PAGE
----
Benjamin G. Francis

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This article is part of the Tobacco portal on Sourcewatch funded from 2006 - 2009 by the American Legacy Foundation. Help expose the truth about the tobacco industry.

The estate of Benjamin G. Francis, and his survivor, Dolores Hunter (his common law wife), are plaintiffs in a 2009 wrongful death suit against Philip Morris and its parent company, Altria Group.

Background of wrongful death lawsuit

Alaska resident and citizen Benjamin Francis died at the age of 52 from lung cancer. Dolores Hunter, as Francis' survivor, brought a wrongful death suit on behalf of his estate in Alaska state court against Philip Morris USA, which is based in Virginia and produces, markets, and distributes cigarettes. The suit also named the Altria Group, the parent company of Philip Morris USA; and the Alaska Commercial Company ("ACC"), an Alaska corporation that sells merchandise, including cigarettes manufactured by Philip Morris, in stores throughout Alaska.

Hunter alleged that Francis' death resulted from defective products sold by PM and the Alaska Commercial Company. Hunter's complaint included claims of fraud and misrepresentation, products liability, failure to warn, deceptive advertising, breach of warranty, conspiracy, and defectiveness due to addiction.

Philip Morris and Altria removed the case to the United States District Court for the District of Alaska, where they argued that Hunter's state law said claims against ACC were preempted by congressional policy not to remove tobacco from the market and that ACC therefore was fraudulently joined, to the suit. Altria then filed a motion to dismiss Hunter's complaint pursuant to Federal Rule of Civil Procedure 12(b)(6) for failure to state a claim. Hunter filed a motion to remand, asserting that her complaint adequately pleaded a strict products liability claim against ACC under Alaska state law. She argued that ACC was not fraudulently joined and, consequently, that total diversity between plaintiff and all defendants did not exist.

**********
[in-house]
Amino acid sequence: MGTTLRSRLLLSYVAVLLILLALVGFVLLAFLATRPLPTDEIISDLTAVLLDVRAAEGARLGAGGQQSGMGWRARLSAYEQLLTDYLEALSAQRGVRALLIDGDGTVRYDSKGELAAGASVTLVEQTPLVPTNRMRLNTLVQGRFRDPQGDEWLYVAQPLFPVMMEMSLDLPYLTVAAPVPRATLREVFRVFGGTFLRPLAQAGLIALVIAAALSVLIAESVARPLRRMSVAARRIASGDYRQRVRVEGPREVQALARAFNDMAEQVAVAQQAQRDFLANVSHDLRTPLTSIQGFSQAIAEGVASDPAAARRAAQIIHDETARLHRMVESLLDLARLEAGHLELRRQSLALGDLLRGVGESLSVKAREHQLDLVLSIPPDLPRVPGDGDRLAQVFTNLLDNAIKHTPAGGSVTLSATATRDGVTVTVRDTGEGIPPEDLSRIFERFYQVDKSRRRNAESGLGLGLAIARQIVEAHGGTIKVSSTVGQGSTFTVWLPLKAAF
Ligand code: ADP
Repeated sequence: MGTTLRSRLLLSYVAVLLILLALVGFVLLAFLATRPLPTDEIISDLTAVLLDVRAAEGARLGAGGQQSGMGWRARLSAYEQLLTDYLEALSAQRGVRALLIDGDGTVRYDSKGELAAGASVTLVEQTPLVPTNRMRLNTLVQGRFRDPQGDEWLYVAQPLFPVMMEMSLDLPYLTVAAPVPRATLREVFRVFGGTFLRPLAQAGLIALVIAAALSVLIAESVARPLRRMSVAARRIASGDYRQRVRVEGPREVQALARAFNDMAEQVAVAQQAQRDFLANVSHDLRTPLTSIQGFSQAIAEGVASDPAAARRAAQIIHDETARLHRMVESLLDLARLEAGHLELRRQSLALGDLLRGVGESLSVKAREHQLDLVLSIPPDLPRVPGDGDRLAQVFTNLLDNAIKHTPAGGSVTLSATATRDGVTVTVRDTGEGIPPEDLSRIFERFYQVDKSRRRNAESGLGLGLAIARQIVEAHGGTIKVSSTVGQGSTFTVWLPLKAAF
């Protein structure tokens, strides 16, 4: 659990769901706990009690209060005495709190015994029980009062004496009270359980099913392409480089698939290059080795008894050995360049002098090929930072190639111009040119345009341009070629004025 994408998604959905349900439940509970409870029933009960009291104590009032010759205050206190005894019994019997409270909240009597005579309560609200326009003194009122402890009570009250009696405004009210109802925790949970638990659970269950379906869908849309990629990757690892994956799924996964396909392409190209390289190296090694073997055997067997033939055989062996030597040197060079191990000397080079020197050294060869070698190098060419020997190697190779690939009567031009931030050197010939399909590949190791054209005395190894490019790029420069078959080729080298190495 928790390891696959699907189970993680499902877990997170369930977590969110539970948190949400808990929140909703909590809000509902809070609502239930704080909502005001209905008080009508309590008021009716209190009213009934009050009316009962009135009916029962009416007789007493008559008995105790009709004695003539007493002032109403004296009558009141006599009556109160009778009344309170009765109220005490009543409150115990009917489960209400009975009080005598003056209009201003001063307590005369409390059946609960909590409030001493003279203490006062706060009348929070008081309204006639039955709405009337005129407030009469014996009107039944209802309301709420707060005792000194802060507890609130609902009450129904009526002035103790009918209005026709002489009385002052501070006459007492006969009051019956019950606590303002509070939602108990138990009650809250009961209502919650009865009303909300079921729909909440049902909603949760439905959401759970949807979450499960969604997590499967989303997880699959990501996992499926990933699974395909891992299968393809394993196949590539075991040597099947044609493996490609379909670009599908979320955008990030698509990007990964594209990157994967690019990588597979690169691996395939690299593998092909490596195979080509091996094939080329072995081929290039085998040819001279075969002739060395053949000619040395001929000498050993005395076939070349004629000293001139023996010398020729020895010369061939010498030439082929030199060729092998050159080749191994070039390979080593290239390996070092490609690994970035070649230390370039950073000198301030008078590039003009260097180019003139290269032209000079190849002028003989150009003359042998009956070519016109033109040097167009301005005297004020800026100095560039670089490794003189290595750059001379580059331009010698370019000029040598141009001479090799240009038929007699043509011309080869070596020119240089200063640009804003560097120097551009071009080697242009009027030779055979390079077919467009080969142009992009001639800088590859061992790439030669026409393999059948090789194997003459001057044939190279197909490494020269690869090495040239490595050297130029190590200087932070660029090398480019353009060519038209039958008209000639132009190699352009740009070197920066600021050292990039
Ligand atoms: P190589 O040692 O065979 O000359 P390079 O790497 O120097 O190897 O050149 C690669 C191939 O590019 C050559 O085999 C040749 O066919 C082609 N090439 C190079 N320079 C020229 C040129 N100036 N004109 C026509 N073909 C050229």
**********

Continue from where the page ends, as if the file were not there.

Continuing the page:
The court agreed Altria that Hunter's state product liability claim against ACC was preempted because it would result in an effective ban on cigarettes, which was against congressional policy. The district court denied Hunter's motion to remand and found that ACC was fraudulently joined.

The district court then granted the a motion to dismiss, reasoning that Hunter had failed to identify the specific products Francis used and the alleged defects in the products, and that any product liability claims were preempted by the congressional intent not to ban the sale of cigarettes. The district court entered final judgment in favor of Appellees. Hunter appealed.

Hunter contended that the district court erred in denying her motion to remand the case to state court and that the court lacked jurisdiction to grant the Altria defendants' motion to dismiss.

On September 29, 2009, the Ninth Circuit Court of Appeals agreed, and reinstated the wrongful death suit against Philip Morris and Altria.[1]

References

  1. Leagle.com Fed Appeals Court Revives Suit Against Philip Morris, Altria, online article